The municipal bond market may have a lot more to worry about than just rising interest rates next year, which have already hurt it more than many other domestic fixed income markets.

There’s the possibility that the new all-Republican Congress, with the blessing of President Donald Trump, will reduce or eliminate the tax-exempt status of municipal bond interest as part of a broader tax reform program. 

President Barack Obama sought to limit the exemption to 28%, and Trump had expressed openness to a 10% limit early in his campaign, but in a mid-December meeting with a group mayors Trump reportedly said he would retain the tax exemption on the interest that municipal bonds pay investors.

Still, Christine Todd, president of Standish, an investment boutique owned by BNY Mellon, is worried. Writing in Barron’s on Dec. 19, she noted,  “The question of whether munis should be tax exempt arises when tax reform is taken up in Washington.”

In addition, the tax reform agenda of Trump and Republican congressional leaders cuts personal income tax rates, which will lessen the value of the muni bonds’ tax exemption.

Todd worries that since those proposed tax cuts would slash government revenues by several trillion dollars, the new administration could look to limit the muni bond tax exemption to make up some of those revenue losses.

But elimination of the muni tax exemption is seen as highly unlikely, according to analysts at BlackRock and other financial firms.

There is, however, uncertainty about the impact of Trump’s plans to spend $1 trillion on infrastructure over 10 years on the municipal bond market. A plan that involves new, large issues of municipal bonds would likely damage the market by flooding it with more supply, but a plan involving tax credits for private companies, which has been suggested by Trump, may not necessarily be positive for munis.

Trump’s policies overall are a “negative for U.S. public finances” because of uncertainties about the details of his proposals, according to Fitch Ratings.

“The reality is that it will take time for Trump to forge a productive working relationship with Congress,” writes John Mousseau, director of fixed income at Cumberland Advisors. “Cutting marginal tax rates, designing an infrastructure program and a plan to finance it will take time. And it will take a while to get a growth rate from its current 3% to be above 4%.”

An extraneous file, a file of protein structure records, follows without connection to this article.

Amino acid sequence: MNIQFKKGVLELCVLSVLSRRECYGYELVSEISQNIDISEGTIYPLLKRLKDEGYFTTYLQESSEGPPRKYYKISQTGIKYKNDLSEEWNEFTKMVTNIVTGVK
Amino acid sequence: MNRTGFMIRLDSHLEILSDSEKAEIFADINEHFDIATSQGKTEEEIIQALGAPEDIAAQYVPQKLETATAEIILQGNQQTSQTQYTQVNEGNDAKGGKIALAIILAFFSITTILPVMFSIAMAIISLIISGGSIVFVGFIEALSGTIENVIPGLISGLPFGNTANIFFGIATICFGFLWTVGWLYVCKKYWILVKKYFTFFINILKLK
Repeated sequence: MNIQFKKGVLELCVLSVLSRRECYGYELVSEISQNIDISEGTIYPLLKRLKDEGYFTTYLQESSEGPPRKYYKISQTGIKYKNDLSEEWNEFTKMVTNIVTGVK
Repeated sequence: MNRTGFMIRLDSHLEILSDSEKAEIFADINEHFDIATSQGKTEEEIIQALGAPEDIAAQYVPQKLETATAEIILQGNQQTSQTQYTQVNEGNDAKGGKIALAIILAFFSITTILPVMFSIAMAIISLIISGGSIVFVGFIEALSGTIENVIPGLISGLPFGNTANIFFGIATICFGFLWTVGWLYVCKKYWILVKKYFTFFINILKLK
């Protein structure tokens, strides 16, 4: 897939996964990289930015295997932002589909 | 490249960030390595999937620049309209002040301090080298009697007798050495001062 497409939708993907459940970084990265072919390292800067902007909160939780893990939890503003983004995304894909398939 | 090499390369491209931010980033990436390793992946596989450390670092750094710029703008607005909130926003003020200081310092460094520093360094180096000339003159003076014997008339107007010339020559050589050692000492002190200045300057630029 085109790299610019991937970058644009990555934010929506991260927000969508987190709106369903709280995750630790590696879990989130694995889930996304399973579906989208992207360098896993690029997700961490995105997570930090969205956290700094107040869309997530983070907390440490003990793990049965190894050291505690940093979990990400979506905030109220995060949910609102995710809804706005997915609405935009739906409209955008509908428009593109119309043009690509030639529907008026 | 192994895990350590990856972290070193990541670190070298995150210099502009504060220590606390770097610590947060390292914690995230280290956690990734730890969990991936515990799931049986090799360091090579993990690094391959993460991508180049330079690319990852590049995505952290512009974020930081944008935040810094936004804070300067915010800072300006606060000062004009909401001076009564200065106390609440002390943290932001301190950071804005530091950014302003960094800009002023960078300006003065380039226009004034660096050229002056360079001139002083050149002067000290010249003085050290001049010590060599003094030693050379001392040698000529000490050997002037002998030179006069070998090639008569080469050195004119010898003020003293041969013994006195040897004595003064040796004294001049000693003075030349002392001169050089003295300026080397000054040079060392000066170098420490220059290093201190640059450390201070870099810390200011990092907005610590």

He says municipal bonds currently are a “giveaway” for investors. A 4% tax-free yield is equivalent to 6.6% taxable yield for investors in the top federal income tax bracket and even higher if state income taxes and, for some, the Medicare surtax are included, writes Mousseau.

Still, Patricia Healy, senior vice president of research and portfolio manager at Cumberland Advisors, writes that it’s important to choose high-quality municipal bonds now.

Reform of the Affordable Care Act, which Trump and Republican congressional leaders have championed, could affect the credit of certain hospitals and states that have expanded Medicaid under the law, so Cumberland continues “to invest only in high-quality hospitals that have strong liquidity and a reasonable acquisition and growth strategy,” writes Healy.

The firm is also emphasizing muni investments in essential service revenue bonds because of the “number of outside factors that can affect credit quality of general obligation muni bonds,” writes Healy.

A number of states and municipalities have already seen downgrades in the fourth quarter. including New Jersey, New Mexico and Dallas, recounts Healy. At the same time, states and municipalities are trying to tackle pension funding issues and CalPERS, California’s largest pension fund, and other pension funds have announced they will reduce assumed rates of return, which can help in the long run but more immediately decrease projected funding levels.

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